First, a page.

• Pass a resolution declaring the property to be surplus, and specifying how the property is to be sold, or delegating that task to a particular administrative official.
  • Proceed with sale as required by the town or city council, or in any commercially reasonable way. Sale can be by auction, private sale, sealed bid, through a broker or agent, etc.
  • Consider adopting policies concerning sale of city property. See the examples below.

Donating Surplus Property

Generally, donating surplus property to a nonprofit organization or other entity is prohibited as a gift of public funds under the state constitution, unless specifically authorized by law (such as transferring real property for affordable housing or transferring property to another government entity for non-monetary considerations as discussed earlier).

However, if the recipient organization provides assistance to the “poor and infirm,” the donation could potentially be allowed under the constitutional exception for the “necessary support of the poor and infirm.” For more information on gifting of public funds generally, see our page Gift of Public Funds.

In addition, the property may likely be donated if the cost of selling or otherwise disposing of it would exceed the fair market value (in which case the agency is saving itself money by donating the property).

For policy examples, see:

Surplus Property Purchased with Grant Funds

Before disposing of surplus grant-funded property, the city should consult the award documents and the granting agency to ensure that the sale or disposal is consistent with the granting agency’s requirements.

For information on disposing of property acquired or improved with federal grant funds, see 2 CFR 200 Subpart D, Post Federal Award Requirements – in (particular 2 CFR 200.313 (equipment), 2 CFR 200.311 (real property), and 2 CFR 200.314 (supplies).

Conflicts of Interest

When obtaining appraisals and valuation services, public agencies should make sure they are receiving independent and impartial opinions on value. Agencies should not obtain estimates or appraisals from individuals or entities who have expressed interest in purchasing the property, which could result in the agency receiving less than fair market value.

Agency officials who were involved in the decision to surplus the property (the city council) or responsible for administering the sale (the city manager, city administrator, or other administrative staff) should not purchase the surplus property due to conflict of interest concerns. See RCW 42.23.030; Washington’s common-law conflict of interest doctrine may also apply.

This prohibition also applies to the spouse and dependent children of anyone prohibited from purchasing by RCW 42.23.030. For more information, see our page on Ethics and Conflicts of Interest.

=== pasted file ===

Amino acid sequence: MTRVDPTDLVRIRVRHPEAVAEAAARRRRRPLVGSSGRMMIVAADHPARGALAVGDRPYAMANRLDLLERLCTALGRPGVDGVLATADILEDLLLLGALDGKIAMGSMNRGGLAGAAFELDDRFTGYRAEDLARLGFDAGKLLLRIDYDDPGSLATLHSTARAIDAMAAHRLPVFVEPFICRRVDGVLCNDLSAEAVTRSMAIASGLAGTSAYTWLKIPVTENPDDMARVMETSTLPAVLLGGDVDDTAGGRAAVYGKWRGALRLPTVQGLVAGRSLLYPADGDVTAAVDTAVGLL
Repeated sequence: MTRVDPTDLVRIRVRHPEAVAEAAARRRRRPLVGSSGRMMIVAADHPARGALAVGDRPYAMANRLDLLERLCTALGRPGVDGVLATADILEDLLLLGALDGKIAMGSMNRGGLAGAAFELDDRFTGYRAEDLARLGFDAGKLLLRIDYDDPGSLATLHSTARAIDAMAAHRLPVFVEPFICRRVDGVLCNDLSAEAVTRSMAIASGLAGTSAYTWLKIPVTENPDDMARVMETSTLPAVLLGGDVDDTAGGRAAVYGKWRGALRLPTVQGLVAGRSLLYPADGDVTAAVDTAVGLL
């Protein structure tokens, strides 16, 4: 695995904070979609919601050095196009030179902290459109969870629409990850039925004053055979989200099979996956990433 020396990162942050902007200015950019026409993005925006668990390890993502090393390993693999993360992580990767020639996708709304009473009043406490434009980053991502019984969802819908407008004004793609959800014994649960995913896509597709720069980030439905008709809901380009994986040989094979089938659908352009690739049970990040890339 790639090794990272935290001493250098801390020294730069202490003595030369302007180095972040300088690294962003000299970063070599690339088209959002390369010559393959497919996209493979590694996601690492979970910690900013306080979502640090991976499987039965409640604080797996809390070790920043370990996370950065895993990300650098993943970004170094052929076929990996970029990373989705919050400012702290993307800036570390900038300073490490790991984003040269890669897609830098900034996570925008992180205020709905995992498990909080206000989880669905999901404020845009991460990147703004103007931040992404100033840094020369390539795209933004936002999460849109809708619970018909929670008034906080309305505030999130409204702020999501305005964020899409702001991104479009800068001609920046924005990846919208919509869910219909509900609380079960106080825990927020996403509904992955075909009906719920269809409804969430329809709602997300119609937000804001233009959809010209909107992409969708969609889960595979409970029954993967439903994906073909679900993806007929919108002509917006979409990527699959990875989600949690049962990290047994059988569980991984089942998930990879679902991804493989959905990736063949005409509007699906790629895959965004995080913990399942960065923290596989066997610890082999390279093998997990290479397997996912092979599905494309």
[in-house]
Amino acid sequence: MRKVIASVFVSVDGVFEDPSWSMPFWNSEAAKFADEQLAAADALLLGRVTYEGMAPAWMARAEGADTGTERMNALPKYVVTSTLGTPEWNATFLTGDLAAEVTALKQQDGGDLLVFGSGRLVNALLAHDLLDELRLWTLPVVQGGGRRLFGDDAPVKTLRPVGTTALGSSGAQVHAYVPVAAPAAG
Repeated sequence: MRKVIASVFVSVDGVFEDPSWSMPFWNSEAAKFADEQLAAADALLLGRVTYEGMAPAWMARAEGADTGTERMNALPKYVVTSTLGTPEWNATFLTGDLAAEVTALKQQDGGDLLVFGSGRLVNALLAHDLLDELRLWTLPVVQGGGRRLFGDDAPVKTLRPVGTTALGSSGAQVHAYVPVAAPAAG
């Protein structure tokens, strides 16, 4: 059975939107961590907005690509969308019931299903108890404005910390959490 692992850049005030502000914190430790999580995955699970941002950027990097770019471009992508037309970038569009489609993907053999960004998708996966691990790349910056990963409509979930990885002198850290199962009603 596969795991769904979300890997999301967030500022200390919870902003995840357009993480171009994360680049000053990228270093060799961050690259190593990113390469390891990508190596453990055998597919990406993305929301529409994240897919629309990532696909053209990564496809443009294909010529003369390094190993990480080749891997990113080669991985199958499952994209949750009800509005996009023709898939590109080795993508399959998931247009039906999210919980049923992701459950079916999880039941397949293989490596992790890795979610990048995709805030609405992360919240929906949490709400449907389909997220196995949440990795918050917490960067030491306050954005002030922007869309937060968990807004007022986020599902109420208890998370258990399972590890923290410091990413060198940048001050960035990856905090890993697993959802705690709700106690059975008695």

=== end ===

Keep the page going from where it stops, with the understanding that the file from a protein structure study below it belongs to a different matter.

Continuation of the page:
Although a sale at public auction or by sealed bids would seem to avoid direct conflict of interest issues, our conservative guidance has been to treat auction sales the same as direct sales and prohibit those individuals from submitting bids.

However, other agency employees who were not involved in the decision to declare the property surplus are generally allowed to purchase surplus property, unless a local code or policy provides otherwise.

Examples of Ordinances and Codes

Examples of Policies

Examples of Surplus Resolutions

Below are selected examples of resolutions declaring certain items to be surplus and authorizing their sale or disposal.

Real Property

  • Everett Resolution No. 7526 (2020) – Authorizes four parcels to be listed for sale, including two originally acquired for utility purposes; public hearing was held per RCW 35.94.040. Purchase and sale agreements for each property must be submitted to city council for approval.
  • Lynden Resolution No. 942 (2016) – Declares city-owned residential property to be surplus following concurrence of public works committee; authorizes administration to dispose of property through acceptance of bids, direct sale with prospective purchaser(s), or a combination thereof.
  • Puyallup Resolution No. 2167 (2010) – Declares small strip of detention pond property to be surplus. Authorizes city manager to sell fee interest to adjacent property owner to move the property boundary and resolve a setback issue, provided the city obtains an easement allowing unrestricted use of the strip.
  • Shoreline Resolution No. 411 (2017) – Declares former police station to be surplus property; includes staff report. Initial resolution authorizes sale by sealed bid with minimum acceptable price; subsequent resolution (included) changes sale method to licensed real estate broker following change in municipal code.